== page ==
About my video-filming: I suck at it. In my defense, when we stop to take pictures, if someone moves it shakes the vehicle. And I can't see particularly well through the eyepiece. Even with those excuses, however, I suspect my filming skills are unusually bad. I forget to press pause when I'm going from shot to shot. My hands are not steady. When I want to zoom, I nearly always go in the wrong direction first--and my zooming is far from steady. But I still think I got some really good footage. Time will tell. And the others jn my group are sharing their photos, and some of those should be amazing. I'm sure we have a ton of good pictures of lion belly from today.

Tomorrow's Olduvai Gorge, which I'm very pysched about. And a visit to Masai village. And a visit to Shifting Sands, which I take it is a really deserty desert. And then we end up at the Serengeti. Hey, no wonder I'm tired.

There's a sense of awe to this whole experience. Being on the other side of the world. Being surrounded by glorious expanses of nature. Seeing a zebra's erection (I kid you not, it was awesome). Being away from the world as I have always known it.

A vervet monkey stole Andrea's apple during lunch today. She had her box lunch open on the seat of one of the vehicles and she was standing outside next to it--the rest of us were eating off the hood. And suddenly we saw a vervet monkey scurrying out of the pop top with an apple in its mouth. No dummy, it was eating the apple as it was jumping back to its tree, just in case it lost it I guess.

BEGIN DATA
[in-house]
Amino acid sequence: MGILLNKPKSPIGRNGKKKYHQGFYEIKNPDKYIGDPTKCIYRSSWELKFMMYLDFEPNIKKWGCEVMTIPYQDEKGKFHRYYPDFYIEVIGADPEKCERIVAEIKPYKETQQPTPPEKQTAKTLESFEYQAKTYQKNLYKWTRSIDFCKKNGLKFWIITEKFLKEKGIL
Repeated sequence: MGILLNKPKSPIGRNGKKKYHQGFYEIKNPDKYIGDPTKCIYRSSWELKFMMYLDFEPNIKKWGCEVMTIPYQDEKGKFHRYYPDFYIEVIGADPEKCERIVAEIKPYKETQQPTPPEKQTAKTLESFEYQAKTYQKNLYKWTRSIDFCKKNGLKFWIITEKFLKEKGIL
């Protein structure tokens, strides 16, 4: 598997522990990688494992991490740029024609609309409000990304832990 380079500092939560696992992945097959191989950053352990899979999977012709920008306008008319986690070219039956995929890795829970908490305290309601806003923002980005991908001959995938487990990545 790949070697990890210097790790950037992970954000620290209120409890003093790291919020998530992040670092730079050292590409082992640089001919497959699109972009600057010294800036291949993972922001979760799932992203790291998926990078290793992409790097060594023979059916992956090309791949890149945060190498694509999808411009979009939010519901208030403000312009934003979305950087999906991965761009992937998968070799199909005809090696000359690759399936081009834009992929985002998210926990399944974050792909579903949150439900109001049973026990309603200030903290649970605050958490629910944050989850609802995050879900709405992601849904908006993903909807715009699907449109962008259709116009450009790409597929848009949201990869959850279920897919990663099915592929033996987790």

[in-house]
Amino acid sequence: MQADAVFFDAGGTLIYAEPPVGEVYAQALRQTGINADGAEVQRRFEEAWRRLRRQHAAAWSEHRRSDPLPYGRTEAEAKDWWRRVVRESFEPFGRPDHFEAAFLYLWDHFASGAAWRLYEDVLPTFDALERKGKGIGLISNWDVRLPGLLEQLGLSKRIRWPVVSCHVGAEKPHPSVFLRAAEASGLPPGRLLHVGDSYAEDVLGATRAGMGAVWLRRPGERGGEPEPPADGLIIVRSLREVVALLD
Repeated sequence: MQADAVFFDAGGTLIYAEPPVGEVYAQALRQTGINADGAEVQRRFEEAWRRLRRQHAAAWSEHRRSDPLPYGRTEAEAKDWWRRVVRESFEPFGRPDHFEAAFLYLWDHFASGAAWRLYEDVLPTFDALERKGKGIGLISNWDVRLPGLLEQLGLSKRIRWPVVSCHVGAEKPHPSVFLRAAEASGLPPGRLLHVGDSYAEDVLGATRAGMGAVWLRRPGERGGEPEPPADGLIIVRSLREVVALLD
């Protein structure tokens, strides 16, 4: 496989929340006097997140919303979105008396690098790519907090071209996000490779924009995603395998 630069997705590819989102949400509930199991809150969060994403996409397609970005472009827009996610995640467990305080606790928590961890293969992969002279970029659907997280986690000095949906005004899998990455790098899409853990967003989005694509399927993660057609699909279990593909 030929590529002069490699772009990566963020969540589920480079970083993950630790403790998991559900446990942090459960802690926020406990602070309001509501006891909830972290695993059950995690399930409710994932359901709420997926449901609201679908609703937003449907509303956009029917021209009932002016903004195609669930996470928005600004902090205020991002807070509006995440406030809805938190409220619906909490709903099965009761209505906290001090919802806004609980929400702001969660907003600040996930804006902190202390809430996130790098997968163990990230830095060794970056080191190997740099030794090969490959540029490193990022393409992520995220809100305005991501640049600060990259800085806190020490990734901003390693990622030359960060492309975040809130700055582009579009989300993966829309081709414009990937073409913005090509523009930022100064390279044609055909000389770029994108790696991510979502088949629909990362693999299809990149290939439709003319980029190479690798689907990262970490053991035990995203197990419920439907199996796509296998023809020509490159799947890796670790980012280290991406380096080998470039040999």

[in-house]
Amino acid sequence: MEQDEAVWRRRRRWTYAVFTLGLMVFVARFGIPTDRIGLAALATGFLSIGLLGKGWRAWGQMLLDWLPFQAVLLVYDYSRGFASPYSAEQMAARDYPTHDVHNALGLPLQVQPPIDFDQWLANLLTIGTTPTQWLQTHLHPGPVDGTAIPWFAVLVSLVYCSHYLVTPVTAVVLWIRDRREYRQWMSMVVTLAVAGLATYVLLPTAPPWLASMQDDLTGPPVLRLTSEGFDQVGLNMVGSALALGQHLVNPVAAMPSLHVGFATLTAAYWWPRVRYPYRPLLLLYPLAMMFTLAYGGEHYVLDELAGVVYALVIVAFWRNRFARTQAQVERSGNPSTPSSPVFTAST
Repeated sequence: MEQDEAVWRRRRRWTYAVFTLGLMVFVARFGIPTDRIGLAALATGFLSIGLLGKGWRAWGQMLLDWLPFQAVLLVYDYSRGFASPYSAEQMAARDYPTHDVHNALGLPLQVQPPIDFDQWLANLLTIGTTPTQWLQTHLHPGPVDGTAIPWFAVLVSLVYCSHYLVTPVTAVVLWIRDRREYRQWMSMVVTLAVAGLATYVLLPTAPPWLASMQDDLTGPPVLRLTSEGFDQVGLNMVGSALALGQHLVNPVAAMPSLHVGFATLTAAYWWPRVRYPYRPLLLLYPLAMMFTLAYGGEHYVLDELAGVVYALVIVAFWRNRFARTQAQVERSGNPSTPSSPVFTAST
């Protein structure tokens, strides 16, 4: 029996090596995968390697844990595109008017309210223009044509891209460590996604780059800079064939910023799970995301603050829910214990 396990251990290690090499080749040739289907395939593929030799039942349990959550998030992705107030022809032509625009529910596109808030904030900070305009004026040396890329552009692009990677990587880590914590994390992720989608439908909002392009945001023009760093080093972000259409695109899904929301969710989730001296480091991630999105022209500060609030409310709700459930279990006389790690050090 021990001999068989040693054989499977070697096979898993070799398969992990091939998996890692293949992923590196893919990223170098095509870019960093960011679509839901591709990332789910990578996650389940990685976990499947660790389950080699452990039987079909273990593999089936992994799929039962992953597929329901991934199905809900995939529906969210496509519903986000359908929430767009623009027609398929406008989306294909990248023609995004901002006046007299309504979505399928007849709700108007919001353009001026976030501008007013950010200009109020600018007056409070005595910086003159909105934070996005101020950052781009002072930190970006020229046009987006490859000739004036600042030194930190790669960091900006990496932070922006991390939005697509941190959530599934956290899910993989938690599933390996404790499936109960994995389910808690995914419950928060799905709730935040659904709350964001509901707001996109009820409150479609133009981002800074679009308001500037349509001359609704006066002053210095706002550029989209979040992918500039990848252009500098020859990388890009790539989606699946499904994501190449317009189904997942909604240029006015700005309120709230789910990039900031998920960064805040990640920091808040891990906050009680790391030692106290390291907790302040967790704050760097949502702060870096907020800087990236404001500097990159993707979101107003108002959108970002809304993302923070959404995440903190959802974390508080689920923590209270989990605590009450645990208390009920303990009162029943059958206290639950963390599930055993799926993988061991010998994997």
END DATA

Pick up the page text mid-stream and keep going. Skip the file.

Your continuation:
I haven't had to go to the bathroom "in the woods" yet, but that'll probably come tomorrow or the next day on the Serengeti. I did go in a bathroom today that was impressively awful, but it did offer privacy.

This lodge is amazing. We have a view of the crater from our room. We don't have phones in the room (we haven't since the first few days), and we're about 2 and a half blocks (I paced it off) from the restaurant and reception area. At night, people walk you to the room to protect you from elephants, buffalo, monkeys, etc. The main building has grates in the ground--sort of like the ones in the sidewalks in NY but with the metal only going in one direction--to stop animals from coming in.